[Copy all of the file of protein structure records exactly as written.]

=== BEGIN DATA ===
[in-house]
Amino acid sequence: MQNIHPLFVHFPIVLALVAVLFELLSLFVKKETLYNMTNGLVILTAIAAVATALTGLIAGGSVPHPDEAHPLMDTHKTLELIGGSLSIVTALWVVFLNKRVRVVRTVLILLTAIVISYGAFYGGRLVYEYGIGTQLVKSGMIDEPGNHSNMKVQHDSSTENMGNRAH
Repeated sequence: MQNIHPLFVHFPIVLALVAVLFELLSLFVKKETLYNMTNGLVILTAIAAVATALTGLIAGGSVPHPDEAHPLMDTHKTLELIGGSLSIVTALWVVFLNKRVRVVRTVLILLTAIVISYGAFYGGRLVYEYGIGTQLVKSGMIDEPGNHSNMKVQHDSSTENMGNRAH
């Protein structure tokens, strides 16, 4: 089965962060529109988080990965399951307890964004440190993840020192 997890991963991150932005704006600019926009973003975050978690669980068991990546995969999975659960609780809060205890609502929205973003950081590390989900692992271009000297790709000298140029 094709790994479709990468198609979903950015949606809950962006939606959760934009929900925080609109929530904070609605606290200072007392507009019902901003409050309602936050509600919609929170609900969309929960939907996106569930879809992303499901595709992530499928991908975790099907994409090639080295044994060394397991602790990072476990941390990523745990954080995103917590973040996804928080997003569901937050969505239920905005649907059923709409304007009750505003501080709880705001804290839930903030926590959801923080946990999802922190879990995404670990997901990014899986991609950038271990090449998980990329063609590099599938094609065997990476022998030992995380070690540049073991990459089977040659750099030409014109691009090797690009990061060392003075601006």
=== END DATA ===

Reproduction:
[in-house]
Amino acid sequence: MQNIHPLFVHFPIVLALVAVLFELLSLFVKKETLYNMTNGLVILTAIAAVATALTGLIAGGSVPHPDEAHPLMDTHKTLELIGGSLSIVTALWVVFLNKRVRVVRTVLILLTAIVISYGAFYGGRLVYEYGIGTQLVKSGMIDEPGNHSNMKVQHDSSTENMGNRAH
Repeated sequence: MQNIHPLFVHFPIVLALVAVLFELLSLFVKKETLYNMTNGLVILTAIAAVATALTGLIAGGSVPHPDEAHPLMDTHKTLELIGGSLSIVTALWVVFLNKRVRVVRTVLILLTAIVISYGAFYGGRLVYEYGIGTQLVKSGMIDEPGNHSNMKVQHDSSTENMGNRAH
């Protein structure tokens, strides 16, 4: 089965962060529109988080990965399951307890964004440190993840020192 997890991963991150932005704006600019926009973003975050978690669980068991990546995969999975659960609780809060205890609502929205973003950081590390989900692992271009000297790709000298140029 094709790994479709990468198609979903950015949606809950962006939606959760934009929900925080609109929530904070609605606290200072007392507009019902901003409050309602936050509600919609929170609900969309929960939907996106569930879809992303499901595709992530499928991908975790099907994409090639080295044994060394397991602790990072476990941390990523745990954080995103917590973040996804928080997003569901937050969505239920905005649907059923709409304007009750505003501080709880705001804290839930903030926590959801923080946990999802922190879990995404670990997901990014899986991609950038271990090449998980990329063609590099599938094609065997990476022998030992995380070690540049073991990459089977040659750099030409014109691009090797690009990061060392003075601006």